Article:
India has more to it than poverty, feels Oprah
The traffic manners may have left her aghast, but the world's most celebrated talk show host Oprah Winfrey says she was impressed by India's "glorious" family tradition and would love to return to the country which had much more to it than filth and poverty.
"What most impressed me here was the family tradition in the country and the fact that you take care of your parents, your grandparents," said the 57-year-old media moghul, who turned up at the Jaipur Literary Festival wearing a yellow-green embroidered salwar paired with ankle grazing western styled pyjamas.
Her first visit to India, she said, was driven by her first image of the country - a picture featuring a woman on a camel - which she put on her visit board reading 'Come to India'. And after witnessing first hand the "paradox" that is India, and being left "awestruck" by the traffic manners of the country, she would definitely like to return, she said.
"Having been to a family of four generations, I got a sense of how glorious it is," she said. The media moghul spent time in Mumbai, visiting a slum, an ashram for widows, besides attending a high-profile dinner with Bollywood personalities before coming to Jaipur.While she got a glimpse of both the extremes of India, she said, she would like to portray the country as a whole and not "just show the filth". "It was important to go to slums but not necessary to show the the worst of the worst, what I wanted to portray is that there is poverty but there is still a sense of hope," she said. And while she was much impressed by many things in India, traffic manners was not one of them. "What is it with the red lights here. Is it there just for your entertainment? she asked to bursts of laughter from the audience. "There is a red light on and everybody just keeps going," she said.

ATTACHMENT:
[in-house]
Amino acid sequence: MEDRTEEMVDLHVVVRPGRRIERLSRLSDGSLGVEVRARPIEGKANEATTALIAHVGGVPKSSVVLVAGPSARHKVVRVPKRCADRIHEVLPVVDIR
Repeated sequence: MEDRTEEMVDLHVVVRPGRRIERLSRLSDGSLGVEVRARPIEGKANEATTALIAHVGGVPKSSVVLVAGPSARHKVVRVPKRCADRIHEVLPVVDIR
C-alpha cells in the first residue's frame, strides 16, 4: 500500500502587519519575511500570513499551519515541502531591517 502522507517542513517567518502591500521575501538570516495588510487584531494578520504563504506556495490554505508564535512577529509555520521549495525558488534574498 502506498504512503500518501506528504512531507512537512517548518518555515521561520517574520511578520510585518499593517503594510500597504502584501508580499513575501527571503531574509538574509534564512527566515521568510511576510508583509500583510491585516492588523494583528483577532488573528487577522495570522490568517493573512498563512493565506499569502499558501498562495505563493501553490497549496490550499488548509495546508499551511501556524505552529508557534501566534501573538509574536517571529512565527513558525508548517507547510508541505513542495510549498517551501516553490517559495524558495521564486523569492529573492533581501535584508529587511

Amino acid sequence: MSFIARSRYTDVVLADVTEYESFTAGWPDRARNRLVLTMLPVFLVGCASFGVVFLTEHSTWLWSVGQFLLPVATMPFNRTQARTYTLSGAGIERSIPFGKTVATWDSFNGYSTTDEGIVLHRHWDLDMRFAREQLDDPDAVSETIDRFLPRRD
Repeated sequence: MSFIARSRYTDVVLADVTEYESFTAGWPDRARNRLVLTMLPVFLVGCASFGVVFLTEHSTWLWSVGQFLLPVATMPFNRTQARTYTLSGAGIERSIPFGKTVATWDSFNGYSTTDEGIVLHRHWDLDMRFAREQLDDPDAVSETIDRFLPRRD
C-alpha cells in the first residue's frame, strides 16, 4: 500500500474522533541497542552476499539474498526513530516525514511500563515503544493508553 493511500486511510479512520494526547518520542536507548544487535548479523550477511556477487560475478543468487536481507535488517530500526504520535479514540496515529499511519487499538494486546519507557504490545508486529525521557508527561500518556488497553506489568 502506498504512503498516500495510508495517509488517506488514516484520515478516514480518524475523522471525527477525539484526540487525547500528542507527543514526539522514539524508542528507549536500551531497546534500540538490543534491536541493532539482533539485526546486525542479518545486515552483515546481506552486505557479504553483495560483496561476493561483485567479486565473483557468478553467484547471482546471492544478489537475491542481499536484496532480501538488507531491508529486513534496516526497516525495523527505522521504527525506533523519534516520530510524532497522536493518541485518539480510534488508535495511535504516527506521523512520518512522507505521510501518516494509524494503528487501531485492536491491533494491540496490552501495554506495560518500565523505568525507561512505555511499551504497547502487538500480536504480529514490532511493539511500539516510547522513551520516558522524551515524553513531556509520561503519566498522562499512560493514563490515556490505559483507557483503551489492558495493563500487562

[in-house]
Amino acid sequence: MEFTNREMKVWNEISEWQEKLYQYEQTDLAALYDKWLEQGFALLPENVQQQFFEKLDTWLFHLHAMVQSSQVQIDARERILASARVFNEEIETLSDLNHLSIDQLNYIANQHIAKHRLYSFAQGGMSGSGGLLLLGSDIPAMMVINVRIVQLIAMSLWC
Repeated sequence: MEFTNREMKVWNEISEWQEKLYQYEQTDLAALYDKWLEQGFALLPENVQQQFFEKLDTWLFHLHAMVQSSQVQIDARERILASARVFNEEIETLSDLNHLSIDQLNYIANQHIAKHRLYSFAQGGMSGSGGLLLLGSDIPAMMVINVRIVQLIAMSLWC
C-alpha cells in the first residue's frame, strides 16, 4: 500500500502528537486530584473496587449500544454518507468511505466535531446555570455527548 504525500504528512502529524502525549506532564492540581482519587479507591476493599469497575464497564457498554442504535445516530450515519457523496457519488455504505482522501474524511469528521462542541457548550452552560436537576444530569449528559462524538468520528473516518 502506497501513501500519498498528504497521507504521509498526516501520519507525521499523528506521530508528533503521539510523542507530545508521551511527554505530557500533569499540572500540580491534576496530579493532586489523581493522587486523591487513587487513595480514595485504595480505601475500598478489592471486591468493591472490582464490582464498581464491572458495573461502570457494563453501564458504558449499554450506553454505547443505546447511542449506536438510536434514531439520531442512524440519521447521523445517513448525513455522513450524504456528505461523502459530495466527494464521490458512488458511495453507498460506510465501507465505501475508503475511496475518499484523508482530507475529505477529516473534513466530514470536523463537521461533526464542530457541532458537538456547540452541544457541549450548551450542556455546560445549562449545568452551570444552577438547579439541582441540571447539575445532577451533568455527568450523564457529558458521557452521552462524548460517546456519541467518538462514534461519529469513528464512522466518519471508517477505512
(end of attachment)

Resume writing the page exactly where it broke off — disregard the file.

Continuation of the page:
And she returned to the subject before finishing her talk. "Texting while driving is stupid. But in India it is insane," she said, tongue in cheek.
Oprah's meeting with the widows too left her quite moved and according to her "caused a shift in my consciousness".
She said she was all the more surprised by the fact that women who lose their husbands can be discarded in a country where families do so well to take care of their elders.
"I couldn't understand this paradox that a country where families have so much love for their elders could discard its women just because they did not have husbands," she said. PTI